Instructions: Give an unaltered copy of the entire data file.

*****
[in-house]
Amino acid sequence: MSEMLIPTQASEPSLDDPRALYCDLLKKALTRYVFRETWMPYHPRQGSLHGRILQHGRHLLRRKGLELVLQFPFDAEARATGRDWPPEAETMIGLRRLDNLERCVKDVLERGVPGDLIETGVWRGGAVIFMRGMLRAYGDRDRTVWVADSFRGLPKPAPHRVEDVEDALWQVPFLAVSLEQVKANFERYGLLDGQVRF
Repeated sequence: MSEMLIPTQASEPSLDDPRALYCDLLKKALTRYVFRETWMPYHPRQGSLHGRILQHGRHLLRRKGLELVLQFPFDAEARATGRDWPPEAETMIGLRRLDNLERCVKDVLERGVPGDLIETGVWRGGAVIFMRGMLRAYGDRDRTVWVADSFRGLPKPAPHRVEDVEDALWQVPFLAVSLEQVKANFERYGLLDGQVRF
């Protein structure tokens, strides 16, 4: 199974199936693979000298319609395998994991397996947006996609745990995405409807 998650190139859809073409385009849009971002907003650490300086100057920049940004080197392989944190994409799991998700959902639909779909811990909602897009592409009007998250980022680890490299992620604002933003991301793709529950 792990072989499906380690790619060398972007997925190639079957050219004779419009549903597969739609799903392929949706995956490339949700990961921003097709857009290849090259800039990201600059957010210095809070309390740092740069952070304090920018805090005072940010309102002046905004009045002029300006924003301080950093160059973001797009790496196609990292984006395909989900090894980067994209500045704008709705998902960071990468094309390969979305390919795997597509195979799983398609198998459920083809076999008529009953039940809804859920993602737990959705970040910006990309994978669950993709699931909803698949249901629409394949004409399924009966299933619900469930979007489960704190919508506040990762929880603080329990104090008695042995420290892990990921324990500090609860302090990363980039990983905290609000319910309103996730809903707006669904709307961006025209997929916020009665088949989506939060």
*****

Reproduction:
[in-house]
Amino acid sequence: MSEMLIPTQASEPSLDDPRALYCDLLKKALTRYVFRETWMPYHPRQGSLHGRILQHGRHLLRRKGLELVLQFPFDAEARATGRDWPPEAETMIGLRRLDNLERCVKDVLERGVPGDLIETGVWRGGAVIFMRGMLRAYGDRDRTVWVADSFRGLPKPAPHRVEDVEDALWQVPFLAVSLEQVKANFERYGLLDGQVRF
Repeated sequence: MSEMLIPTQASEPSLDDPRALYCDLLKKALTRYVFRETWMPYHPRQGSLHGRILQHGRHLLRRKGLELVLQFPFDAEARATGRDWPPEAETMIGLRRLDNLERCVKDVLERGVPGDLIETGVWRGGAVIFMRGMLRAYGDRDRTVWVADSFRGLPKPAPHRVEDVEDALWQVPFLAVSLEQVKANFERYGLLDGQVRF
């Protein structure tokens, strides 16, 4: 199974199936693979000298319609395998994991397996947006996609745990995405409807 998650190139859809073409385009849009971002907003650490300086100057920049940004080197392989944190994409799991998700959902639909779909811990909602897009592409009007998250980022680890490299992620604002933003991301793709529950 792990072989499906380690790619060398972007997925190639079957050219004779419009549903597969739609799903392929949706995956490339949700990961921003097709857009290849090259800039990201600059957010210095809070309390740092740069952070304090920018805090005072940010309102002046905004009045002029300006924003301080950093160059973001797009790496196609990292984006395909989900090894980067994209500045704008709705998902960071990468094309390969979305390919795997597509195979799983398609198998459920083809076999008529009953039940809804859920993602737990959705970040910006990309994978669950993709699931909803698949249901629409394949004409399924009966299933619900469930979007489960704190919508506040990762929880603080329990104090008695042995420290892990990921324990500090609860302090990363980039990983905290609000319910309103996730809903707006669904709307961006025209997929916020009665088949989506939060």